MOSCOW (Reuters) - When armed Russian security officers forced their way into Alexander Kalistratov’s home, he hardly imagined they were after his books.
The local leader of a congregation of Jehovah’s Witnesses in Siberia now faces up to two years in prison if found guilty this week of inciting religious hatred for distributing literature about his beliefs.
“They swept everything from my shelves without even bothering to sort it, even my bible,” Kalistratov, a street sweeper, said by telephone from the Siberian town of Gorno-Altaysk, 3,600 km (2,200 miles) east of Moscow.
His trial is the first of a dozen pending against Jehovah’s Witnesses and scores of others caught up in the widening net of criminal prosecutions brought under Russia’s anti-extremism law.
Rights activists say the vaguely worded legislation, first passed in 2002, is increasingly being exploited by the authorities to persecute religious minorities, intimidate the media and clamp down on opposition activists.
“This law is used by various officials for their own personal aims,” said Alexander Verkhovsky, whose SOVA rights group monitors hate crimes, extremism and religious freedoms.
“In practice, it’s a universal tool. It can be used to target anybody ... political, religious or even completely apolitical groups such as labor union activists.”
The law — ostensibly aimed at combating potential terrorist threats — was used earlier this year to fine two prominent Moscow curators a combined 350,000 roubles ($11,300) over an controversial Pop Art exhibition in Moscow and to impose a ban on the popular Internet portal YouTube in Russia’s Far East.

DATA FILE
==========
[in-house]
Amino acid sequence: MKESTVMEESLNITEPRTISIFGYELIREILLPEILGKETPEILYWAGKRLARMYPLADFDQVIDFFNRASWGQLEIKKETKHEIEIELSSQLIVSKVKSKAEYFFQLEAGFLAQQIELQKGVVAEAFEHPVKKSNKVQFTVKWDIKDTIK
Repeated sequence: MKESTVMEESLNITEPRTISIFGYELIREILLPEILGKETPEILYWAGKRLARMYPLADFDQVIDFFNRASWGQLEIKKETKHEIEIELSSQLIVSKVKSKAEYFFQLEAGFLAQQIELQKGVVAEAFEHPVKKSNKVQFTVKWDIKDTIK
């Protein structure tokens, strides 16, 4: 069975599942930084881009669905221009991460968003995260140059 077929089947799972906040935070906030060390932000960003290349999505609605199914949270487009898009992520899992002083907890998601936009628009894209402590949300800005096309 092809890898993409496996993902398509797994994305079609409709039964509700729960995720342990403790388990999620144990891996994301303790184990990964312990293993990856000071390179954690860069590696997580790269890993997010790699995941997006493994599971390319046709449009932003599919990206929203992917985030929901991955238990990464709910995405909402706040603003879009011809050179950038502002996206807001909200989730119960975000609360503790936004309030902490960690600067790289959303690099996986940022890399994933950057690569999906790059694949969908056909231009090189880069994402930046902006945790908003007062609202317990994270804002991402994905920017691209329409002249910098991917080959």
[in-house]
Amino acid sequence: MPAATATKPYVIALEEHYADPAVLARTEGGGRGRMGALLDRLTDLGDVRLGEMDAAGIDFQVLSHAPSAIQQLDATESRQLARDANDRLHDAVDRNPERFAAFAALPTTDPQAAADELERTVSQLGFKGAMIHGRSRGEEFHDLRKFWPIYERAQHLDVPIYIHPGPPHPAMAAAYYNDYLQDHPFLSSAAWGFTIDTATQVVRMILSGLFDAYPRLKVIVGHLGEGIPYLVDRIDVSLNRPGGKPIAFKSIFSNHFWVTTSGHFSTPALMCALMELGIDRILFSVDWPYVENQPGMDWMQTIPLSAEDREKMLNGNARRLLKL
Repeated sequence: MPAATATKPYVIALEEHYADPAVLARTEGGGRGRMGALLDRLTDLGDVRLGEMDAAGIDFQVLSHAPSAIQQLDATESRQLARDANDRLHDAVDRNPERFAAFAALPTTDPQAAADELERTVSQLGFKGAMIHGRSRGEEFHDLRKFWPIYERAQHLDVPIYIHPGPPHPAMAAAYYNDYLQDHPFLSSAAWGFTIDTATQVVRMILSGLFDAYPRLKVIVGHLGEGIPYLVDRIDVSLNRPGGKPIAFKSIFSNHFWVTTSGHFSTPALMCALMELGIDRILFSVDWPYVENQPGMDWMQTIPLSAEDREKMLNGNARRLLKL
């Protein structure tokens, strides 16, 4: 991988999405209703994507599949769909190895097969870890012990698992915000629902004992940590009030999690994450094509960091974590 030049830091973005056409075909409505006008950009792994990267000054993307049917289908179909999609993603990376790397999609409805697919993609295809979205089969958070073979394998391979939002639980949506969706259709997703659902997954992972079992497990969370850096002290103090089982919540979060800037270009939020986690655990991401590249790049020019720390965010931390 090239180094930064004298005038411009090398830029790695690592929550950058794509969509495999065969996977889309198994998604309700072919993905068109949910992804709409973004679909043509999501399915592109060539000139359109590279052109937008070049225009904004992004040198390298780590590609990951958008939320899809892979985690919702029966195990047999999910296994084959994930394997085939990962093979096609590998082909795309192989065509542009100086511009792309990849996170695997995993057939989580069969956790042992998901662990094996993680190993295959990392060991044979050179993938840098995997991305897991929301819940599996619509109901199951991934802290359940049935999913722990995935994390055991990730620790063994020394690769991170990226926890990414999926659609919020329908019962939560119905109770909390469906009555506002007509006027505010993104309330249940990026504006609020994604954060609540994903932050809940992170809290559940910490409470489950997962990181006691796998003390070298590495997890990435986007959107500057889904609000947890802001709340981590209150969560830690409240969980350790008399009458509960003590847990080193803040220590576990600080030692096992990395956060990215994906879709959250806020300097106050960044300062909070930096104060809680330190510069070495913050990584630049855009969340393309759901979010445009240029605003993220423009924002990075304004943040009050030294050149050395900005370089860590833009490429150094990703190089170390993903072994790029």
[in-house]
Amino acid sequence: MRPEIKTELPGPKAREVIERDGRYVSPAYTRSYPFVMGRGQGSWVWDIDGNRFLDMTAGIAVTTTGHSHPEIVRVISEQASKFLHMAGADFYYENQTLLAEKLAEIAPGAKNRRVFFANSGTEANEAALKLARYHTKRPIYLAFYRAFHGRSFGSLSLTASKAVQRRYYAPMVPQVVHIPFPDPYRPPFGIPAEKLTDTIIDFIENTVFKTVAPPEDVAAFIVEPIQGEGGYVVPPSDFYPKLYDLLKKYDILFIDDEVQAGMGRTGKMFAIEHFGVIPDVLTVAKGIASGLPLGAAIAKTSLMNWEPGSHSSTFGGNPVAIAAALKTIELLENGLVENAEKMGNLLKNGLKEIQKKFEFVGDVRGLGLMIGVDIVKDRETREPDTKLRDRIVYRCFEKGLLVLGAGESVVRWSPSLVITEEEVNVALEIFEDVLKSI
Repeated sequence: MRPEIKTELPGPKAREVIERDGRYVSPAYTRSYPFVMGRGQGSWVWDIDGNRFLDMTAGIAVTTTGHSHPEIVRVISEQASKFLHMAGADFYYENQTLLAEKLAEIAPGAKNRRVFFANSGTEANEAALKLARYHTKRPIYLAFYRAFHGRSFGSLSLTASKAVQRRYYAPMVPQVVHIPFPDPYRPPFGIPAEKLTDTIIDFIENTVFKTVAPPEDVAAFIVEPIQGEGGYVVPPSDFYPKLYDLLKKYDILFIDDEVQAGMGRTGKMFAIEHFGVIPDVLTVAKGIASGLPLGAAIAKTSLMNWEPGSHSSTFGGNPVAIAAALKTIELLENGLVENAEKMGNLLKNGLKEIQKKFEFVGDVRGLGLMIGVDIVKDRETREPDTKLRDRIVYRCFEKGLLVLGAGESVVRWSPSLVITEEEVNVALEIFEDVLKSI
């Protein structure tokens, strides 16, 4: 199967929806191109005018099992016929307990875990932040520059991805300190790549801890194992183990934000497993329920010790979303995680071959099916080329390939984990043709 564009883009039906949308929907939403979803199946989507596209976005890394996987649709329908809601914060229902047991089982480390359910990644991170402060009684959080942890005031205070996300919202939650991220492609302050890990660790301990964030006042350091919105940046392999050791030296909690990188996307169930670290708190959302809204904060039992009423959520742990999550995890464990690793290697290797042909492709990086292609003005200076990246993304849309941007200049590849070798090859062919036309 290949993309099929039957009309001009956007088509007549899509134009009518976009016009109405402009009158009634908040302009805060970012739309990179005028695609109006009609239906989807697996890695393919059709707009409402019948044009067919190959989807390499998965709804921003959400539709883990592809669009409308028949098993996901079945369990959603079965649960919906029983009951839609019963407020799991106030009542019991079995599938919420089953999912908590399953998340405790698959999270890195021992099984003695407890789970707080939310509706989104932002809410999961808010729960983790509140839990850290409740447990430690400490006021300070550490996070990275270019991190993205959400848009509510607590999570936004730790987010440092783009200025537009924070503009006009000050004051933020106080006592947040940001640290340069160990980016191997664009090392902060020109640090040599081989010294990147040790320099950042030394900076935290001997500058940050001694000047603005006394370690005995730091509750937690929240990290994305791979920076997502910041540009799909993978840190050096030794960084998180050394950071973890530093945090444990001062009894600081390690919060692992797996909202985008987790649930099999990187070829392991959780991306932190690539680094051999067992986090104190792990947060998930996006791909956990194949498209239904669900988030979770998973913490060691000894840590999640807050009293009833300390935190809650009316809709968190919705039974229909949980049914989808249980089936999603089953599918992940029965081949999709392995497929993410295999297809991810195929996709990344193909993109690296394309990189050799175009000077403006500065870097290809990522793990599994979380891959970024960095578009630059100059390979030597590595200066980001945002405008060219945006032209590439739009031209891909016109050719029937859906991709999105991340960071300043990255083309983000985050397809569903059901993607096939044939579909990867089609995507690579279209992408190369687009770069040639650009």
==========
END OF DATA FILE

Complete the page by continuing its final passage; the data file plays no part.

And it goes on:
In the case against Kalistratov, activists say local authorities are really aiming at cracking down on groups that are frowned upon by the Russian Orthodox Church.
The Church has undergone a revival since the fall of the Soviet Union ended decades of repression under Communism, and has traditionally occupied a privileged place in Russia, with strong ties to the state.
It has repeatedly complained that other churches are poaching converts in its territory.
“I have no doubt this is a centralized campaign,” Verkhovsky said. “Some high-placed leader has given the order to persecute a particular group.”
Prosecutors can move fast to outlaw texts, which are then included in the Federal List of Extremist Materials — an ever-growing catalog that ran to over 50 pages in its latest print version.
The ban on Jehovah’s Witnesses’ basic texts has spurred over 150 police detentions and searches in a three-month period alone, according to SOVA.
“We remember what happened to Jehovah’s Witnesses in the Soviet-era, in the 50s, when some 1,000 were exiled to Siberia. Now it seems this is all being repeated,” said Grigory Martynov, a spokesman for the group, which has about 162,000 followers in Russia.
Moscow-based religious affairs analyst Geraldine Fagan said innocuous material was being defined as extremist.
“In some cases, it’s quite farcical,” she said. “If the texts say that their faith is the best or the truest, then that is understood as extremist. But that is an integral part of any religion, so it’s particularly disturbing.”
Prosecutors typically seek out an “expert review” and submit the material to a local court, but analysts say the reviews are slanted, courts are pliable, and higher courts rarely overturn their decisions.
Testifying on Kalistratov’s behalf in early hearings, Mikhail Odintsov, an official working for Russia’s rights ombudsman, slammed the expert analysis on which prosecutors based their case as “wholly unscientific.”
“Reliance on such expertise is fraught with repeated miscarriages of justice and may prove a detonator of mass violations of human rights in Russia,” he told the court.
Editing by Sonya Hepinstall